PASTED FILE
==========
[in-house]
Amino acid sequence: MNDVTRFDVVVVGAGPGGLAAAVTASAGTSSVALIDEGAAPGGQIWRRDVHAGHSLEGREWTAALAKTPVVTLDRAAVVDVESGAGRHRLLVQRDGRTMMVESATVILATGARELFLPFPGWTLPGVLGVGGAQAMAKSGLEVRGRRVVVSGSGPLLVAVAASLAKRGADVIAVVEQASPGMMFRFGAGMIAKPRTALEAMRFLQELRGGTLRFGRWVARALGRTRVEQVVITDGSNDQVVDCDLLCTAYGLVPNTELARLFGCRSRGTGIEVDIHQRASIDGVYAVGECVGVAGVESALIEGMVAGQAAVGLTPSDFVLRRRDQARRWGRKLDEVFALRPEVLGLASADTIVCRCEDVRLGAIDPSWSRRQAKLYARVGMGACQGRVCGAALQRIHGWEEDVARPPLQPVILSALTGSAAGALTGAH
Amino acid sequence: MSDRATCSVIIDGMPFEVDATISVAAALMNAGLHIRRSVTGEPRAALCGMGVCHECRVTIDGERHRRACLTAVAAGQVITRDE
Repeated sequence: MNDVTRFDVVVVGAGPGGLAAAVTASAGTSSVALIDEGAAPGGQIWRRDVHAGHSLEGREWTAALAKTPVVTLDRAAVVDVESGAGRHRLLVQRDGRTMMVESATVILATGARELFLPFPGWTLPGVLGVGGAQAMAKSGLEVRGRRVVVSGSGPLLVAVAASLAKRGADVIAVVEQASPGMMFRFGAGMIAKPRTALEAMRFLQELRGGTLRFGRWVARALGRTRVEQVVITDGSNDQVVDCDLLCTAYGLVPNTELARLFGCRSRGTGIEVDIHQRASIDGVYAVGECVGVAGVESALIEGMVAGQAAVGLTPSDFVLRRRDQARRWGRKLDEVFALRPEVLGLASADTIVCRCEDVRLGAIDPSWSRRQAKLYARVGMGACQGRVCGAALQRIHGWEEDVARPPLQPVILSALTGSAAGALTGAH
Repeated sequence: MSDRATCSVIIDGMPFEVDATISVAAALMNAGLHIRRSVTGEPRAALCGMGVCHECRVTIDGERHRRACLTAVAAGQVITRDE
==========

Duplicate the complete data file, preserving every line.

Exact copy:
[in-house]
Amino acid sequence: MNDVTRFDVVVVGAGPGGLAAAVTASAGTSSVALIDEGAAPGGQIWRRDVHAGHSLEGREWTAALAKTPVVTLDRAAVVDVESGAGRHRLLVQRDGRTMMVESATVILATGARELFLPFPGWTLPGVLGVGGAQAMAKSGLEVRGRRVVVSGSGPLLVAVAASLAKRGADVIAVVEQASPGMMFRFGAGMIAKPRTALEAMRFLQELRGGTLRFGRWVARALGRTRVEQVVITDGSNDQVVDCDLLCTAYGLVPNTELARLFGCRSRGTGIEVDIHQRASIDGVYAVGECVGVAGVESALIEGMVAGQAAVGLTPSDFVLRRRDQARRWGRKLDEVFALRPEVLGLASADTIVCRCEDVRLGAIDPSWSRRQAKLYARVGMGACQGRVCGAALQRIHGWEEDVARPPLQPVILSALTGSAAGALTGAH
Amino acid sequence: MSDRATCSVIIDGMPFEVDATISVAAALMNAGLHIRRSVTGEPRAALCGMGVCHECRVTIDGERHRRACLTAVAAGQVITRDE
Repeated sequence: MNDVTRFDVVVVGAGPGGLAAAVTASAGTSSVALIDEGAAPGGQIWRRDVHAGHSLEGREWTAALAKTPVVTLDRAAVVDVESGAGRHRLLVQRDGRTMMVESATVILATGARELFLPFPGWTLPGVLGVGGAQAMAKSGLEVRGRRVVVSGSGPLLVAVAASLAKRGADVIAVVEQASPGMMFRFGAGMIAKPRTALEAMRFLQELRGGTLRFGRWVARALGRTRVEQVVITDGSNDQVVDCDLLCTAYGLVPNTELARLFGCRSRGTGIEVDIHQRASIDGVYAVGECVGVAGVESALIEGMVAGQAAVGLTPSDFVLRRRDQARRWGRKLDEVFALRPEVLGLASADTIVCRCEDVRLGAIDPSWSRRQAKLYARVGMGACQGRVCGAALQRIHGWEEDVARPPLQPVILSALTGSAAGALTGAH
Repeated sequence: MSDRATCSVIIDGMPFEVDATISVAAALMNAGLHIRRSVTGEPRAALCGMGVCHECRVTIDGERHRRACLTAVAAGQVITRDE